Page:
During April 28-May 1 movie fans gathered in Hollywood for the 2016 TCM Classic Film Festival, a cinema-lovers’ paradise where you can watch favourite films or discover new ones, see a diverse group of celebrities and experts in person, hear behind-the-scenes stories, insights on film-making and restoration, get books signed and geek out with kindred spirits. A wave of bloggers will be posting their reviews and diaries of the festival, and it speaks to the wide range of eras, guests and genres presented by TCM, that no two fest-goers’ coverage or opinions on what they saw will be alike.
This was my second fest, I had a fabulous time, and loved most of what I saw, so I’ll start with an overview and some general fest thoughts, then in the coming days I’ll put the spotlight on my favourite and most memorable movies and experiences.
What I saw:
- A Tree Grows in Brooklyn (1945)- talk with Ted Donaldson
- Brief Encounter (1945)- intro by Illeana Douglas
- Shanghai Express (1932)- World Premiere Restoration, intro talk with author Jeremy Arnold and Josef von Sternberg’s son Nicholas
- He Ran All the Way (1951)- 35mm, intro talk with director John Berry’s son Dennis
- Trapeze (1956)- 35mm, intro talk with Illeana Douglas and Gina Lollobrigida
- Private Property (1960)- World Premiere Restoration, intro by Dennis Bartok and Scott MacQueen
- Repeat Performance (1947)-35mm restoration, intro by Eddie Muller
- 90th Anniversary of Vitaphone- 35 mm restorations, intro presentation by Ron Hutchinson
- An afternoon with Carl Reiner/ Dead Men Don’t Wear Plaid (1982)
- A Conversation with Elliott Gould at Club TCM, with Alec Baldwin
- The Long Goodbye (1973)- 35mm, intro talk by Elliott Gould
- Midnight (1939)- 35mm, intro by Bonnie Hunt
- The Fallen Idol (1948)- US Premiere Restoration, talk with Robert Henrey
- Law and Order (1932)- 35mm, intro by Leonard Maltin
- A House Divided (1931)- 35mm, intro talk with director William Wyler’s son David
- One Potato, Two Potato (1964)- 35mm, intro talk with historian Donald Bogle and director Larry Peerce
- Bulldog Drummond Strikes Back (1934)- 35mm, intro by Michael Schlesinger
On plans I made going in:
Thanks to a (Windows) phone fail, my grand plan of tweeting tons of photos and comments didn’t happen, nor did I find time to make videos. The upside of that is, I ended up taking tons more pictures this year with my “good” camera, and not staring at my phone meant I was able to talk to a lot more people, which was a huge pleasure. I tweeted that there is no such thing as a stranger at this fest, and even the most introverted person would have no trouble striking up a conversation, because when it comes to movies, you have more in common with anyone there than with people back home. Not only do you see your favourite bloggers, writers and twitter folks in person and get to know them, but any person next to you in line or in the theatre is eager to share thoughts on what they just saw, recommend things to attend, and are just as interested in hearing where you’re from, how many times you’ve attended and what you liked best so far. I met and became better acquainted with so many great and fun people, too many to name, and you know who you are: button dealers, bookshop buddies, psychotronic or fabric-swap sisters, fellow bloggers who marveled at the museum exhibits, expressed concern about my frequent blog theme changes, pushed me to go introduce myself to a celebrity, sat next to me sobbing at the tearjerkers, gave me some valuable fest advice, or listened to me drone on about streaming services in Canada.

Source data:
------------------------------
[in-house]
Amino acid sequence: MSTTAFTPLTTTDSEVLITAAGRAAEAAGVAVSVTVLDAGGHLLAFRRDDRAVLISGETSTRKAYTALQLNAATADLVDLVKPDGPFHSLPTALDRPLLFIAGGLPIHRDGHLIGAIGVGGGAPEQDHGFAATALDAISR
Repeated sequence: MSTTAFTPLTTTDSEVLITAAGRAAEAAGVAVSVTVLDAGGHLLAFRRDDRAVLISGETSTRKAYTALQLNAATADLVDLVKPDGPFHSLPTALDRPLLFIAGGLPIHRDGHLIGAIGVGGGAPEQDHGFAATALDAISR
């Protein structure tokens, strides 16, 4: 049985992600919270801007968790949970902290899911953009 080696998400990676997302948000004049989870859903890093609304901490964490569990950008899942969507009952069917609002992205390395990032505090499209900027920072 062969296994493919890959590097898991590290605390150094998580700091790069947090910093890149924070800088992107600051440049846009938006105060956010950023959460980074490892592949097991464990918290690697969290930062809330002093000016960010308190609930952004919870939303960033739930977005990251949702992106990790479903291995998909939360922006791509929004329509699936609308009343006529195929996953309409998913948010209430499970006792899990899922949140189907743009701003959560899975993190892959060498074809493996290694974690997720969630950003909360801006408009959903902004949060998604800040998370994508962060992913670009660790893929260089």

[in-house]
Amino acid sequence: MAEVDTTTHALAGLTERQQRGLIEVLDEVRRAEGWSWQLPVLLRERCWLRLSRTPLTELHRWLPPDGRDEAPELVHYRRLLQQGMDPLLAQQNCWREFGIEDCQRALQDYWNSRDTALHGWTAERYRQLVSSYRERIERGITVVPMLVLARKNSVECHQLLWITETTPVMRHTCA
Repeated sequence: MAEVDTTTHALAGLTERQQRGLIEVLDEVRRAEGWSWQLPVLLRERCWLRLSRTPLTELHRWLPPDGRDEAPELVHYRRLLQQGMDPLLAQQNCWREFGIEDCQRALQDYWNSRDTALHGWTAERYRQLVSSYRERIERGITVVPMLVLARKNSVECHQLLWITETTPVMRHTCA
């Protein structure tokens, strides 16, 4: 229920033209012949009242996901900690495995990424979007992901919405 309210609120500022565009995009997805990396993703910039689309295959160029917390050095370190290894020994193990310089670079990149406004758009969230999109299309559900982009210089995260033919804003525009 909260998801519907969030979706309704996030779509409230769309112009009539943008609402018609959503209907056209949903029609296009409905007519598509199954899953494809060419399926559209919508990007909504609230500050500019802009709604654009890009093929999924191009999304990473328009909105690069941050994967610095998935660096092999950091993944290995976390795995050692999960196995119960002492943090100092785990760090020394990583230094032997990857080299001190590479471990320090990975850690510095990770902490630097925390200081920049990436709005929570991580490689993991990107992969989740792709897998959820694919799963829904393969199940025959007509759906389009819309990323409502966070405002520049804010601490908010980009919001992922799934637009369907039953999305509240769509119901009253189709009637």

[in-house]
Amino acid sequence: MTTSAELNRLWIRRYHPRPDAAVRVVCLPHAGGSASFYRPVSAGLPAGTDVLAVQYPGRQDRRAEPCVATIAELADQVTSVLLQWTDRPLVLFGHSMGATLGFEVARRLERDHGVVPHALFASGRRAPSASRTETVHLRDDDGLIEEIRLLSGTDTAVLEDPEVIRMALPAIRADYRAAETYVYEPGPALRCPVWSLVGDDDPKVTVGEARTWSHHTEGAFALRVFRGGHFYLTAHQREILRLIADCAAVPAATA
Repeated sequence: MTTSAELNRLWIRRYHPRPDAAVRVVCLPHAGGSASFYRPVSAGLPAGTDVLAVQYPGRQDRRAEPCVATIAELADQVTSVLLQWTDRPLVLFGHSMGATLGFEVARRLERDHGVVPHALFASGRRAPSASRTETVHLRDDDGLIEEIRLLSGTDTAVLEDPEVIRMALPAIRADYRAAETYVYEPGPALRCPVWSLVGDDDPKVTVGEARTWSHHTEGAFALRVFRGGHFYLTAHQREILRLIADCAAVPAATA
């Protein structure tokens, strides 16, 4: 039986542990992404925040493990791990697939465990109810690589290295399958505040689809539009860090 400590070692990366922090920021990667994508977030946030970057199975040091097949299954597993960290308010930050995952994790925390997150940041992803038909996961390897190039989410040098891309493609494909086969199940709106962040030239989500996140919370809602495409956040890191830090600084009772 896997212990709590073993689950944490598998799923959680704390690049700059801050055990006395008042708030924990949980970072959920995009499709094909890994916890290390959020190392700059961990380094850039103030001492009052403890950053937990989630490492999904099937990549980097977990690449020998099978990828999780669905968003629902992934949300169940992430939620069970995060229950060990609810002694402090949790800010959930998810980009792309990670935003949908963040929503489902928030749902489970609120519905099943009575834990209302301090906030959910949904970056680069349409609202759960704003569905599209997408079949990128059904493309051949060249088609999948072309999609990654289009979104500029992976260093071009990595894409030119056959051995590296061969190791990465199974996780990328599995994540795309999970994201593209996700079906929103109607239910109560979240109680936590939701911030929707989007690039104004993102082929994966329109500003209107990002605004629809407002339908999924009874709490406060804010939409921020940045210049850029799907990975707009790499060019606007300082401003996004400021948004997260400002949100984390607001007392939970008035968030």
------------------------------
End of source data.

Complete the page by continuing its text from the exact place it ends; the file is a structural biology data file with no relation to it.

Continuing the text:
But back to planning. I went in with a few must-sees, like Shanghai Express and Brief Encounter, plus a goal to see many new-to-me movies, so that mission was accomplished. I also had a “strategy” of trying to guess which of the Chinese multiplex screenings would get a repeat in the six TBD slots on Sunday so I could attend then. This earned me some ribbing because it seemed like I was pretty much betting on reruns for All The Movies. I’m bummed to report that I guessed wrong on the Argentinian noir Los Tallos Amargos (but I wasn’t likely to skip Brief Encounter for that anyway), and the pre-Codes 6 Hours to Live and Pleasure Cruise, but I did get my wish for a second chance at One Potato, Two Potato, A House Divided and Bulldog Drummond Strikes Back, and those were fantastic.
I was in line for 6 Hours to Live but walked away when it became obvious I was way too far down the line, out the theatre door and onto the patio, to possibly get in. That one bothers me because it was too late to get into anything else, nothing was going on at Club TCM at that time, which would have been my backup, so that left about 3 empty hours until lineup for the next screening. That seems like a giant waste of time when I hoped to maximize every minute. On the plus side, that made it possible to sit down for a real restaurant meal which is nearly impossible to fit in otherwise. Many festival-goers do skip blocks on purpose to free up that time for eating, get-togethers or sightseeing, and there’s no right or wrong way to do it, I mainly mention it for those of you who’ve never been and might be curious about the different ways of approaching and making the best of the schedule.
I was really glad I made some “appointments” and stuck to times and places to find friends for pre-fest meals and a fun trip to the Hollywood Museum (more to come on that). Even those plans had to bend a bit due to tours going long and my inability to tear myself away from Larry Edmunds Bookshop. Both a plan and lack thereof worked out well and I’m really happy with the amount and variety of things I got to see.